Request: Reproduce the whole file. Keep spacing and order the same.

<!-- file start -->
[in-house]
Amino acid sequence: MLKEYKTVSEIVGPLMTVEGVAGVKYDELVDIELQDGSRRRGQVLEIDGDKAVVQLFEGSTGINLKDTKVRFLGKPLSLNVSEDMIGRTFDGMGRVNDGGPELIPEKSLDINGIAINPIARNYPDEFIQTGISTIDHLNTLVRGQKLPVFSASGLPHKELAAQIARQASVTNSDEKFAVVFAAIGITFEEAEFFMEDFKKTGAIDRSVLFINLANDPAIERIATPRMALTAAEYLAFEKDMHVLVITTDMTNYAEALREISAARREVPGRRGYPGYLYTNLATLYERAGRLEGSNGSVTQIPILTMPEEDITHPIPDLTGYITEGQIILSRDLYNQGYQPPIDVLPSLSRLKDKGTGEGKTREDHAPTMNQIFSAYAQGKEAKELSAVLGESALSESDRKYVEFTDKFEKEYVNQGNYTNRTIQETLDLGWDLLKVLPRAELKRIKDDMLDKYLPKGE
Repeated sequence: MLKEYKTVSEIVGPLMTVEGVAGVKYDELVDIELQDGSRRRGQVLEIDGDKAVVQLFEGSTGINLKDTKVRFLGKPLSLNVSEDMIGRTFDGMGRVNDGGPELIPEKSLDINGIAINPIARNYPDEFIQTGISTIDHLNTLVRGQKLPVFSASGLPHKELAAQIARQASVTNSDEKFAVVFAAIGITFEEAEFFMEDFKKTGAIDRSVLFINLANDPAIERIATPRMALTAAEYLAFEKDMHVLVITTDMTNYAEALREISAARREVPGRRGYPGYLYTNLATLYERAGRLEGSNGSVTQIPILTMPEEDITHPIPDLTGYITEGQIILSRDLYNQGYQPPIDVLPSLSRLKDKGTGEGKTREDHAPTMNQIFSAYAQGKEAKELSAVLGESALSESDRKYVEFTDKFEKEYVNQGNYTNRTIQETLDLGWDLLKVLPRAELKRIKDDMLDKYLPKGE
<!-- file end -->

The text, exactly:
[in-house]
Amino acid sequence: MLKEYKTVSEIVGPLMTVEGVAGVKYDELVDIELQDGSRRRGQVLEIDGDKAVVQLFEGSTGINLKDTKVRFLGKPLSLNVSEDMIGRTFDGMGRVNDGGPELIPEKSLDINGIAINPIARNYPDEFIQTGISTIDHLNTLVRGQKLPVFSASGLPHKELAAQIARQASVTNSDEKFAVVFAAIGITFEEAEFFMEDFKKTGAIDRSVLFINLANDPAIERIATPRMALTAAEYLAFEKDMHVLVITTDMTNYAEALREISAARREVPGRRGYPGYLYTNLATLYERAGRLEGSNGSVTQIPILTMPEEDITHPIPDLTGYITEGQIILSRDLYNQGYQPPIDVLPSLSRLKDKGTGEGKTREDHAPTMNQIFSAYAQGKEAKELSAVLGESALSESDRKYVEFTDKFEKEYVNQGNYTNRTIQETLDLGWDLLKVLPRAELKRIKDDMLDKYLPKGE
Repeated sequence: MLKEYKTVSEIVGPLMTVEGVAGVKYDELVDIELQDGSRRRGQVLEIDGDKAVVQLFEGSTGINLKDTKVRFLGKPLSLNVSEDMIGRTFDGMGRVNDGGPELIPEKSLDINGIAINPIARNYPDEFIQTGISTIDHLNTLVRGQKLPVFSASGLPHKELAAQIARQASVTNSDEKFAVVFAAIGITFEEAEFFMEDFKKTGAIDRSVLFINLANDPAIERIATPRMALTAAEYLAFEKDMHVLVITTDMTNYAEALREISAARREVPGRRGYPGYLYTNLATLYERAGRLEGSNGSVTQIPILTMPEEDITHPIPDLTGYITEGQIILSRDLYNQGYQPPIDVLPSLSRLKDKGTGEGKTREDHAPTMNQIFSAYAQGKEAKELSAVLGESALSESDRKYVEFTDKFEKEYVNQGNYTNRTIQETLDLGWDLLKVLPRAELKRIKDDMLDKYLPKGE